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Red Hot Chili Peppers: Pop Geniuses, or a Disgrace to Rock?
With the band's tenth album out next week, we battle over their legacy.
By Alex Heigl and Dustin Bird
The Red Hot Chili Peppers are terrible
The Red Hot Chili Peppers' journey from goof-offs to elder statesmen of rock has been a long and checkered one, and say what you want about them, they're a truly successful and influential band at this point. Which is unfortunate, because they are terrible. Their career can roughly be divided into two chunks: the chunk in which they gleefully pickpocketed funk music even as its corpse was still cooling, and their time as tattooed representatives of '90s alternativeness. Neither could be called artistically successful.
The band's first record sounds like Tom Tom Club and the Butthole Surfers jamming together, and I don't mean that in a good way. It's an echo-laden mess of thin production and Anthony Kiedis's obnoxious vocal mugging. (Oh, and there's slap bass. Did you know that? You will, because it's every RHCP fan's defense of the band's musical validity. "Dude, Flea!" I get it, he plays bass pretty well and bops around onstage. Cool.)
Listen: "True Men Don't Kill Coyotes"
RHCP spent three albums mining the same territory, which boils down to this: Funkadelic-plundering electric guitar, slap bass, and Keidis's rhythmic talking, which I will not dignify with the word "rap." Aside from some truly noxious sexual imagery ("There's a devil in my dick and some demons in my semen"), what blows me away listening to these records again for the first time since I was thirteen is how bad of a singer Keidis is: I mean, he wouldn't sound terrible singing around a campfire or at karaoke, but for an ostensible pro, his voice is limited and thin, and his habit of skipping from note to note sounds almost like yodeling at times.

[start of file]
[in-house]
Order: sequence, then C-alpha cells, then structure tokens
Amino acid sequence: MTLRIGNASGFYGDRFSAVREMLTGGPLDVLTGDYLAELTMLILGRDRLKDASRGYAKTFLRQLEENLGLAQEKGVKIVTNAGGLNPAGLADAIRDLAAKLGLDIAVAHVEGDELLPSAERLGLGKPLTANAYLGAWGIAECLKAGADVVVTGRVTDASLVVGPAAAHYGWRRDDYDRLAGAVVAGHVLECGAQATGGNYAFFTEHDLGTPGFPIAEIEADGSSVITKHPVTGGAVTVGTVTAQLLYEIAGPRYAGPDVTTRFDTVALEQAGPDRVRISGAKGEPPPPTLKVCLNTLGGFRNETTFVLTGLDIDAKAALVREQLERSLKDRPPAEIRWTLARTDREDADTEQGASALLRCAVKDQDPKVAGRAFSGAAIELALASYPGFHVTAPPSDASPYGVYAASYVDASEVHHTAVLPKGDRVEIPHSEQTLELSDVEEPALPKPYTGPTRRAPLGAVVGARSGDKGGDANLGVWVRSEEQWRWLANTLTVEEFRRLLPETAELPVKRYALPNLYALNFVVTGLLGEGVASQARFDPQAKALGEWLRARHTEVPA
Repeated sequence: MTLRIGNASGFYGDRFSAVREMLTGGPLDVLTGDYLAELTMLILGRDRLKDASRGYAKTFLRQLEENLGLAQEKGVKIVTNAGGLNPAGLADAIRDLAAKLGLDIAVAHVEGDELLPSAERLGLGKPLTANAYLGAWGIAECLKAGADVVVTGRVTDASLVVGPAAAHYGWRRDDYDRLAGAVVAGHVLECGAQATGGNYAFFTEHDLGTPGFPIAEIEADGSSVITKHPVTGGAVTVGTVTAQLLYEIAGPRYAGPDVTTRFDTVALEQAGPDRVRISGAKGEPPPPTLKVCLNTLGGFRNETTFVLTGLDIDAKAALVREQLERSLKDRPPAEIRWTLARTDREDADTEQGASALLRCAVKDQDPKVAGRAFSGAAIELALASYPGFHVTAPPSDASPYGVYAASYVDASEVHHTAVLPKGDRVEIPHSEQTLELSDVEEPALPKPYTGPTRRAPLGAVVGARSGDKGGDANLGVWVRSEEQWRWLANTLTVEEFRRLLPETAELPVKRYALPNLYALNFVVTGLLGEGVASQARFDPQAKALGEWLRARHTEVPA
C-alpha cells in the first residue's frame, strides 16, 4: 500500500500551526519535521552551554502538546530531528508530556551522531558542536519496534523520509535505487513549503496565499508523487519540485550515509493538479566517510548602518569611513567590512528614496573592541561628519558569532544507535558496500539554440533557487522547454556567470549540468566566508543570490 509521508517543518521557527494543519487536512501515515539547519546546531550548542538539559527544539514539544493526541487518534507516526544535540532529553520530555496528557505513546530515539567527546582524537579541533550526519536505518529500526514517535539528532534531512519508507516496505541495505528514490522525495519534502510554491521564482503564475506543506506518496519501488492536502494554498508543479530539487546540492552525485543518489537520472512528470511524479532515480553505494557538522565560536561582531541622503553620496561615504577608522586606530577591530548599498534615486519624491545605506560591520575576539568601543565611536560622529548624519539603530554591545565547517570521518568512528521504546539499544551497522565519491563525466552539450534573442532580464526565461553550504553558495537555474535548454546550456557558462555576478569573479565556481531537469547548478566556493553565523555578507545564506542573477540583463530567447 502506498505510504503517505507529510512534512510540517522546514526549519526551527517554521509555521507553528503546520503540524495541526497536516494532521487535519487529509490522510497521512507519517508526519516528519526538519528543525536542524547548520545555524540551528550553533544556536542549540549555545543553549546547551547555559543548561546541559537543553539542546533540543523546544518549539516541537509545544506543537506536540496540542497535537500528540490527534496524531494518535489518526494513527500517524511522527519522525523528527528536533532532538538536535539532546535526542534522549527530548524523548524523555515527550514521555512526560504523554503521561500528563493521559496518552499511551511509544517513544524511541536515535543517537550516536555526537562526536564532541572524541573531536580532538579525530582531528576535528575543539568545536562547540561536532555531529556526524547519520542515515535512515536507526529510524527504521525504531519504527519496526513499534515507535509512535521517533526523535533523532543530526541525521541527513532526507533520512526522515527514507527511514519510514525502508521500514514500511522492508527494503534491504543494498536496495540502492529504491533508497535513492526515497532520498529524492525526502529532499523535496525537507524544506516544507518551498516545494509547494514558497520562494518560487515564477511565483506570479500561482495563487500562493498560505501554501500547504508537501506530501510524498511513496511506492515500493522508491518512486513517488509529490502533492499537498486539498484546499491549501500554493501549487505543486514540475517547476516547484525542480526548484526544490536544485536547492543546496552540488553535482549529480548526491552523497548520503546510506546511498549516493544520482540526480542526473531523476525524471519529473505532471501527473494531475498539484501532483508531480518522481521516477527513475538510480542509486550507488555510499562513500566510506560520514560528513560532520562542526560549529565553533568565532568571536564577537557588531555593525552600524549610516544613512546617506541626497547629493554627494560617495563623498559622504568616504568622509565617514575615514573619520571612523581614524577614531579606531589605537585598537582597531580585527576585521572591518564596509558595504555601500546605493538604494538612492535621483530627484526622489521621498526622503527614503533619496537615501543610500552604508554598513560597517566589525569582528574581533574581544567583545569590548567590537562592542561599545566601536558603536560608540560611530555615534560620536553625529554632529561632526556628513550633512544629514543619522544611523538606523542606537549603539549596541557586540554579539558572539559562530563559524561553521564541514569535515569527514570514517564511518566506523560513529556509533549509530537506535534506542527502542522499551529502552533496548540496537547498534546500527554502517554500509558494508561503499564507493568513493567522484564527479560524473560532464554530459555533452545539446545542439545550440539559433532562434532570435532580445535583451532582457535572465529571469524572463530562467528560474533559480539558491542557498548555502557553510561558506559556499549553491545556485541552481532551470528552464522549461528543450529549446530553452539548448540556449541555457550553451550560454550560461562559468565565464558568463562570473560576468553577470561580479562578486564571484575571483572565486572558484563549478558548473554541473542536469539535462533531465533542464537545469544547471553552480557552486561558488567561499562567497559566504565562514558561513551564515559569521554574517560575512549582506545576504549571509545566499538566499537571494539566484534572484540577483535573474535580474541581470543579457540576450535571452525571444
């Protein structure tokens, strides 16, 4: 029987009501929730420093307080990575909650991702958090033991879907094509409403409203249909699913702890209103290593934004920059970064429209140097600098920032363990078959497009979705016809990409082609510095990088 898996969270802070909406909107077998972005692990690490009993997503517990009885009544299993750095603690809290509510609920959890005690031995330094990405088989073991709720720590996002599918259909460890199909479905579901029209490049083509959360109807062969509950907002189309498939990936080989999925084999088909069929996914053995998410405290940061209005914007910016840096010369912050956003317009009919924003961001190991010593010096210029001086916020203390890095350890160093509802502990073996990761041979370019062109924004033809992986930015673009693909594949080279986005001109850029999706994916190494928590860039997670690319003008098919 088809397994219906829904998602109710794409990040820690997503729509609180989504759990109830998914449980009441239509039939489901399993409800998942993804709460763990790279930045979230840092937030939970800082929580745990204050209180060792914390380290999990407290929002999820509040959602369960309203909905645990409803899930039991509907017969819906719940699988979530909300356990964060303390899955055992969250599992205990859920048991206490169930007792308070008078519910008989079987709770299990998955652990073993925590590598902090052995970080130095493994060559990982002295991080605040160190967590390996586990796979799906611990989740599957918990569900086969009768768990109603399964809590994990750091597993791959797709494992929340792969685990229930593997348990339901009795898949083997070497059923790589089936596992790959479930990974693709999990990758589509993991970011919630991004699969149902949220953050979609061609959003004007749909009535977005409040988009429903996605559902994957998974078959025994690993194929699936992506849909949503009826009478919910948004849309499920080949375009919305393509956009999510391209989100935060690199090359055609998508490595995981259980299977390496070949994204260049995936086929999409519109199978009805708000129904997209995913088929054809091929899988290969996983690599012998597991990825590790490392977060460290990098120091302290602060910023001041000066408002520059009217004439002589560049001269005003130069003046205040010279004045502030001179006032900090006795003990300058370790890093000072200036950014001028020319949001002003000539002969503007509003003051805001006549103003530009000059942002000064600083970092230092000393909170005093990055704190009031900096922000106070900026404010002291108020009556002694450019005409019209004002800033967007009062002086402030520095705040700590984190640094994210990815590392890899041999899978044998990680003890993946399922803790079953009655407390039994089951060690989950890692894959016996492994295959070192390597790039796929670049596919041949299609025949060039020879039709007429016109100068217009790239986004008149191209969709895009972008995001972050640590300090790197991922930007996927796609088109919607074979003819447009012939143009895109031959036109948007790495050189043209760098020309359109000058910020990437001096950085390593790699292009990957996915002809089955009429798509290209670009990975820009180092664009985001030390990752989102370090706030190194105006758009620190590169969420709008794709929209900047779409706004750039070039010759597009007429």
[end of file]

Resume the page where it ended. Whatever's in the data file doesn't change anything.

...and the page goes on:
As for Blood Sugar Sex Magik, which to many people remains the band's "definitive moment," it really boils down to one thing: John Frusciante. The admittedly talented Frusciante took Hillel Slovak's squalling metal-influenced guitar work and slimmed it down, leaving the Hendrix influence, but smoothing the band's overall sound in the process. But even in a beautiful guitar masterpiece like "Under the Bridge," you still have to content with Keidis's eighth-grade poetry.
Speaking of the lyrics, one of most distasteful things about RHCP is their frat-boy sexuality. This is on full display on Blood Sugar Sex Magik, from "Give It Away" to "Sir Psycho Sexy," the latter of which sounds like a Penthouse Forum letter collided with a dictionary of early '90s douchebag slang. (The former also features a jaw harp twanging away in the background, presumably in an attempt to make Kiedis's voice more musical by comparison.)
Listen: "Sir Psycho Sexy"
Absent for a while, Frusciante returned for Californication, the band's first album in four years. His heroin habit cost him his chops, but his guitar never weeped so gently as on "Scar Tissue" and the title track, unfortunately marred by some truly awful mp3-era mastering. Californication went platinum five times in the U.S. alone and saw RHCP remake themselves as a kindler, gentler (read: boring-er) band, a trend they would follow with the narcoleptic By The Way and the bloated mess of Stadium Arcadium.
RHCP took the over-amped sexuality of the Ohio Players and P-Funk and made it dumber, partially by stripping away George Clinton's political messages, partially by virtue of having a ponytailed pretty-boy write lyrics. Frusciante's presence elevated their work somewhat through the second act of their career, but now that he's gone, he doesn't seem like he was ever enough. — Alex Heigl